Topic 10 – Spelling English language codes. Sound-spelling relationship. Proposals for the teaching of writing code. Applications spelling in written productions.


To begin with this topic, let us have a look at what orthography means. The orthography of a language is the set of symbols used to write a language, as well as the set of rules describing how to write correctly, including spelling, punctuation, and capitalization.

Orthography includes the writing system of a language. English, for example, has an alphabet of 26 letters for both consonants and vowels, but no glyph for stress. However, each English letter may represent more than one sound, and each English sound (phoneme) may be written by more that one letter. That means there is no one-to-one correspondence between letters and sounds. In addition, combinations of letters called digraphs, such as /th/, represent single sounds in English orthography. Other languages which use the same alphabet as English may not use the same diagraphs.

Orthographic codes of the English language

English orthography has more complicated rules than many other spelling systems and contains many inconsistencies between spelling and pronunciation, necessitating memorization for anyone learning to read or write English. As American English tends to adapt spelling to pronunciation, there can be found different spelling in some words of common usage like:

Britiish English

American English











In the next point we are going to treat spelling rules, letter-sound correspondence, punctuation rules and capitalization.

Spelling rules

Double final consonants

§ The final consonant of a word is often doubled when adding –ed, -ing, -er, -est in the following cases:

§ Final b, d, g, l, m, n, p, r and t at the end of words: big-bigger, sad-sadder

§ Final letters if the is a pattern consonant-vowel-consonant at the end of a word. For example, travel-travelling

§ Words of more than one syllable have their consonants doubled only when the final syllable is stressed: begin-beginning but open-opening

§ When the words have more than one syllable and end in British English always doubles the /l/, even in the case of unstressed syllables. In American English, on the other hand, the /l/ is not doubled when the syllable is unstressed

ü British English-travelled

ü American English-traveled

/I/ before /E/

Write I before E Except after C (the same rule is applied when it sounds like /A/, relief, believe, field, receive, ceiling, sleight, eight.


Plurals of nouns can be created in the following ways:

§ You add an /s/ to form the plural of most words, elephant-elephants

§ For words that end in a “hissing” sound (-s, -z,–x, -ch, -sh) you add /es/ to form the plural, box-boxes, church-churches.

§ If the word ends in a vowel plus /y/ you add /s/ to the word, tray-trays; key- keys.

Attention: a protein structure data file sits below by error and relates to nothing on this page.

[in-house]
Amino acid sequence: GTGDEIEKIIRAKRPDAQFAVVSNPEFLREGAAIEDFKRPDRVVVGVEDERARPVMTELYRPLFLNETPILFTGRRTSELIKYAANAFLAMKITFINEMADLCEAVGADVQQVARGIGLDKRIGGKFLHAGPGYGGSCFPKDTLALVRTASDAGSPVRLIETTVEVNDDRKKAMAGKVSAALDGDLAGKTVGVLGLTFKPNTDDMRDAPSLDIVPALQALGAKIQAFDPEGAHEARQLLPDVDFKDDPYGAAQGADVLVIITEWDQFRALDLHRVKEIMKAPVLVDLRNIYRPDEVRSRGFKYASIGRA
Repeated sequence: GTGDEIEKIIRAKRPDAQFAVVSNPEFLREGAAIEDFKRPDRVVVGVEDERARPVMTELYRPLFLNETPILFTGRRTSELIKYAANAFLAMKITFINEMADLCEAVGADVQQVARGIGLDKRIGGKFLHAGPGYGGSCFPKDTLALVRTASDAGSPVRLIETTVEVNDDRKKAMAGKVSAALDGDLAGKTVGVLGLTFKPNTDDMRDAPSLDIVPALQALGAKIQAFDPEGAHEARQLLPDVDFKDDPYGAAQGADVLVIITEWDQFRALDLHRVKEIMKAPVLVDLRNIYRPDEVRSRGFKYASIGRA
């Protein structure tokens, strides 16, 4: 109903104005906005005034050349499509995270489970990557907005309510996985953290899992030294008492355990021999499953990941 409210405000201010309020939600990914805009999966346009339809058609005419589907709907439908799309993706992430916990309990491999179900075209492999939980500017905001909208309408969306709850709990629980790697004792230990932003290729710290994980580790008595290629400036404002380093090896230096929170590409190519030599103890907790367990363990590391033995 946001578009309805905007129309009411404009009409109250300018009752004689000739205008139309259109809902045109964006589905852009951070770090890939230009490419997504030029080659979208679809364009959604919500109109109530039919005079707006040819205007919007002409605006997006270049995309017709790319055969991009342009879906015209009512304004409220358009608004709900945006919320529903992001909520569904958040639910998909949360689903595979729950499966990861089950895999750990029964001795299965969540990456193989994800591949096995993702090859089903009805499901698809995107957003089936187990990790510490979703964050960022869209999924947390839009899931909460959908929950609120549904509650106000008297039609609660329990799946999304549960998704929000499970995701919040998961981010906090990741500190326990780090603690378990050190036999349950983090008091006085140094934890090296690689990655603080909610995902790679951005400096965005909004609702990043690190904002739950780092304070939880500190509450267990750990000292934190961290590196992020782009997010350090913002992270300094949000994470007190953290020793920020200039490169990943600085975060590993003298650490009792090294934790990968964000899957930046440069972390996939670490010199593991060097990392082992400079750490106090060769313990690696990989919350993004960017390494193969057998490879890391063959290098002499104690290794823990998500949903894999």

§ If the word ends in a consonant plus /Y, you change the /y/ into /ie/ and add an /s/ to form the plural: enemy-enemies, baby-babies.

§ For words that end in /is/, you change the /is/ ti /es/ ti make the plural form: synopsis-synopses, thesis-theses.

§ Some words that end in /f/ or /fe/ have plurals that end in /ves/, knife-knieves.

§ The plurals of words ending in –o are formed by either adding /s/ or by adding /es/. There are two helpful rules:

ü All words that end in a vowel plus /o/ have plurals that end in just /s/: stereo-stereos, studio-studios

ü All musical terms endin in /o/ have plurals ending in just /s/: piano-pianos, cello-celllos.

Final –e

You keep the final /e/ of the root word before adding a suffix beginning with a consonant (-ment, -ness, -less, -ful): commencement, pronouncement, etc.

Words ending in /ce/ and /ge/

To retain the soft sound of the c (s sound) and of the /g/ (j sound): replace-replaceable, peace-peaceable, arrange-arrangement

Final /e/ + ing

Words ending in two vowels (a vowel+final /e/) retain the final vowel /e/ before adding a suffix: see/seable; shoe/shoeing; canoe/canoeing

Final /c/

For words ending in /c/ you insert /k/ before adding –ing or /y/: picnic-picnicking: traffic-trafficking.

Letter-sound correspondences

It has to be kept in mind that pronunciation will vary slightily according to the dialect used, if there are any doubts, the IPA should be consulted.

Punctuation rules

Punctuation indicates the structure and organization of writing, as well as intonation and pauses to be observed when reading it aloud. In the following, we are going to summarize the most important aspects of English punctuation.

Full stop is used to end a complete sentence

Comma, there are a number of different uses for a comma in English. Commas are used to separate a list of items or phrases, also to introduce a direct quote, separate oppositives or to separate two independent clauses that are connected by a conjunction such as ‘but’.

Question mark: Is used at the end of a question: Where do you live?

Exclamation mark: The exclamation mark is used is used at the end of a sentence to indicate great surprise. It is also used for emphasis: That meal was fantastic!

Semicolon. It is used to separate two independent clauses or to separate groups of words that are themselves separated by commas.